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At Elle Magazine’s Women In Entertainment event Monday evening, actress Jessica Chastain took her turn at the podium as an opportunity to call out hypocrisy in Hollywood.
“This is an industry rife with racism, sexism and homophobia,” she said, speaking to a room full of women including Laura Dern, Riley Keough and Aaron Sorkin. “It is so closely woven into the fabric of the business that we have become snowblind to the glaring injustices happening every day.”
She continued, “Oh we’re very quick to point the finger at others and address the issue with social action and fundraising. Yet there is a clear disconnect between how we practice what we preach in our industry.” Chastain pointed specifically to actors and actresses who have been told to stay closeted while the industry champions same-sex marriage, as well as the wage gap that exists between the sexes even as the industry itself supports equal pay legislation.
Additionally, Chastain addressed the issue of sexual harassment in the wake of the accusations mounting against Harvey Weinstein: “We rally against the presidential candidate who slants a narrative of his sexual assault as mere locker room talk, but at the same time we ignore the stories and warnings of sexual predators in our offices.”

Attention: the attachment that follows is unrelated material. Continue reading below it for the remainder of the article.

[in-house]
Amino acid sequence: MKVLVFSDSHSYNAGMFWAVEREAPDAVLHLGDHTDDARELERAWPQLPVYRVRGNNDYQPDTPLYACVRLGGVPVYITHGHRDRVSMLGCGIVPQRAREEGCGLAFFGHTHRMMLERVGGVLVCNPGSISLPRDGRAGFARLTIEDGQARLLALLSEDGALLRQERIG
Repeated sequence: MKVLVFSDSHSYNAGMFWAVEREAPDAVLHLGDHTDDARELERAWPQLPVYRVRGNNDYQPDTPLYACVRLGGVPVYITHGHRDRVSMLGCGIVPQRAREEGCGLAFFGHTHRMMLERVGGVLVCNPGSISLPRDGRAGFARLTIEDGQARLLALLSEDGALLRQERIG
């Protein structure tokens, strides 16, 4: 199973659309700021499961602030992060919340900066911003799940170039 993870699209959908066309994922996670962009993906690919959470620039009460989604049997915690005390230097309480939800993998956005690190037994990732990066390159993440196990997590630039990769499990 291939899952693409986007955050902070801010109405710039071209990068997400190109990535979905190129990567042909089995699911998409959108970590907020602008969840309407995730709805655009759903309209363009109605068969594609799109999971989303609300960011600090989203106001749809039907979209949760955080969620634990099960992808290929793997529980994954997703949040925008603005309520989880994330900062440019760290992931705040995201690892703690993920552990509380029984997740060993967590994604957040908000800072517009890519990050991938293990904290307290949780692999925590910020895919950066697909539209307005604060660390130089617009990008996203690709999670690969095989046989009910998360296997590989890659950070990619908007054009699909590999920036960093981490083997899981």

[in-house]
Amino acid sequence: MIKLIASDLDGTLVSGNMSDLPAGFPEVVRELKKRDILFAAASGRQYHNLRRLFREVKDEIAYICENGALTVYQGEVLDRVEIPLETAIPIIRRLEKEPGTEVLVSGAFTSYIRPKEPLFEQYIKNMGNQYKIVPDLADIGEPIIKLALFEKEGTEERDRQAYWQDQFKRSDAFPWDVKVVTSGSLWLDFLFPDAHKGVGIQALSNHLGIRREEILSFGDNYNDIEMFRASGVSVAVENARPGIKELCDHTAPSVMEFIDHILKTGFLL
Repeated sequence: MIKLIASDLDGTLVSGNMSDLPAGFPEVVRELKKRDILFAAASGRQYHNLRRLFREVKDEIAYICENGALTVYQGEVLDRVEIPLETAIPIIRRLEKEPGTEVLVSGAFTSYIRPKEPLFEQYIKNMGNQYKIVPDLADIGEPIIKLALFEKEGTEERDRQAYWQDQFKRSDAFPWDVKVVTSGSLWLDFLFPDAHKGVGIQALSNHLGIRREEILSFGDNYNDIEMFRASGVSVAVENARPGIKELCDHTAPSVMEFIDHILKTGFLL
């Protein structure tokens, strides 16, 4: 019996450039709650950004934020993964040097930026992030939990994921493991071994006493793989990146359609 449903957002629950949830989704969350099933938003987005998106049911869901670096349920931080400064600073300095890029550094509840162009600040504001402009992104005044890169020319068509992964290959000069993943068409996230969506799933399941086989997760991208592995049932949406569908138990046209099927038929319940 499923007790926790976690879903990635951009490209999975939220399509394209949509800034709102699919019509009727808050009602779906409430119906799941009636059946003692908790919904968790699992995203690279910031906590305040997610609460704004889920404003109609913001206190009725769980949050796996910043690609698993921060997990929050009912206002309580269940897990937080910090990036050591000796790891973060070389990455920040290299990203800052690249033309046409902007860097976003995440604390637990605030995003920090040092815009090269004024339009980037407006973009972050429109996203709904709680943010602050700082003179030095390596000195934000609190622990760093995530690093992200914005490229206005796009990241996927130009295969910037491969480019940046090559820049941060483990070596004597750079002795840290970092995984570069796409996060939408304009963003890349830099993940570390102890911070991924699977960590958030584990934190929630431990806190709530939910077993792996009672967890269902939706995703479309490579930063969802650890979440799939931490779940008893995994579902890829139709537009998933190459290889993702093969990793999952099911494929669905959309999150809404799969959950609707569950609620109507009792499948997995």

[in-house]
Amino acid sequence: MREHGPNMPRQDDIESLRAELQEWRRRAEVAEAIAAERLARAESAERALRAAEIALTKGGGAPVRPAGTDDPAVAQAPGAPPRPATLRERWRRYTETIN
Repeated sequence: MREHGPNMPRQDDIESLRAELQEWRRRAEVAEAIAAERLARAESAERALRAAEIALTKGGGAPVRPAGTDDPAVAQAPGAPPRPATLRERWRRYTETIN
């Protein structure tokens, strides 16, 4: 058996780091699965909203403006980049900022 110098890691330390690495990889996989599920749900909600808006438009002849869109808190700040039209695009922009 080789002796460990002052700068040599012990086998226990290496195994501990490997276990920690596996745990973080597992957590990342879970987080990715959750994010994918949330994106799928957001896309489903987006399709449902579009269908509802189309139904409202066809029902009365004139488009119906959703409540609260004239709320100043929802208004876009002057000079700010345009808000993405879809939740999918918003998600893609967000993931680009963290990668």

Like several of her female peers throughout the evening, including Jennifer Lawrence and Reese Witherspoon, Chastain also detailed some of the negative incidents she’s experienced as a woman in the entertainment industry, be it dealing with unprofessional male colleagues who show up to work intoxicated or a male producer who spanked her as she passed in the hallway.
“I was taught that the safest way to get work and to keep getting work was to make myself as little as possible, to never say something that could be taken the wrong way or offend the wrong person. So for too long, I didn’t say anything,” she added, echoing the sentiment expressed by Jennifer Lawrence. She also supported the notion put forth by Kathleen Kennedy to create a commission to protect women in Hollywood.
Now, she notes, is a time to stand by those who have used their voices to address the mistreatment in the industry. “I’m so inspired by the women who are far braver than I am, who have come forward with their stories and risked everything to help others. What is important is that the voices of these women do not disappear. We must amplify them.”
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